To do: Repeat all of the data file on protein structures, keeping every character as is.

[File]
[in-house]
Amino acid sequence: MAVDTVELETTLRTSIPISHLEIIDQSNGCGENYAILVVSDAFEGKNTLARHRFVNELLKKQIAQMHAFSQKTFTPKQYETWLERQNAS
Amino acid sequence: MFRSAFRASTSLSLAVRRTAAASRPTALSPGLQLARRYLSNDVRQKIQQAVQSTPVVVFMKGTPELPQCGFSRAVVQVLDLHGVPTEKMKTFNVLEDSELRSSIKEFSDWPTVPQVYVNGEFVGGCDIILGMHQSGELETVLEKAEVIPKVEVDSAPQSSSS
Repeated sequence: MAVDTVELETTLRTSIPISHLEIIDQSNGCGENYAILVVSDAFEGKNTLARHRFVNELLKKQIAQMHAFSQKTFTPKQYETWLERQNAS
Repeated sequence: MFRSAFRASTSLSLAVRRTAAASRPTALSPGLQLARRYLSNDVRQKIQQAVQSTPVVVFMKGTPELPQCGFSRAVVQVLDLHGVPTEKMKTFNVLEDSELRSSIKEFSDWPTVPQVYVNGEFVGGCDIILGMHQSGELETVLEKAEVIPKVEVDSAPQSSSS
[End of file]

[in-house]
Amino acid sequence: MAVDTVELETTLRTSIPISHLEIIDQSNGCGENYAILVVSDAFEGKNTLARHRFVNELLKKQIAQMHAFSQKTFTPKQYETWLERQNAS
Amino acid sequence: MFRSAFRASTSLSLAVRRTAAASRPTALSPGLQLARRYLSNDVRQKIQQAVQSTPVVVFMKGTPELPQCGFSRAVVQVLDLHGVPTEKMKTFNVLEDSELRSSIKEFSDWPTVPQVYVNGEFVGGCDIILGMHQSGELETVLEKAEVIPKVEVDSAPQSSSS
Repeated sequence: MAVDTVELETTLRTSIPISHLEIIDQSNGCGENYAILVVSDAFEGKNTLARHRFVNELLKKQIAQMHAFSQKTFTPKQYETWLERQNAS
Repeated sequence: MFRSAFRASTSLSLAVRRTAAASRPTALSPGLQLARRYLSNDVRQKIQQAVQSTPVVVFMKGTPELPQCGFSRAVVQVLDLHGVPTEKMKTFNVLEDSELRSSIKEFSDWPTVPQVYVNGEFVGGCDIILGMHQSGELETVLEKAEVIPKVEVDSAPQSSSS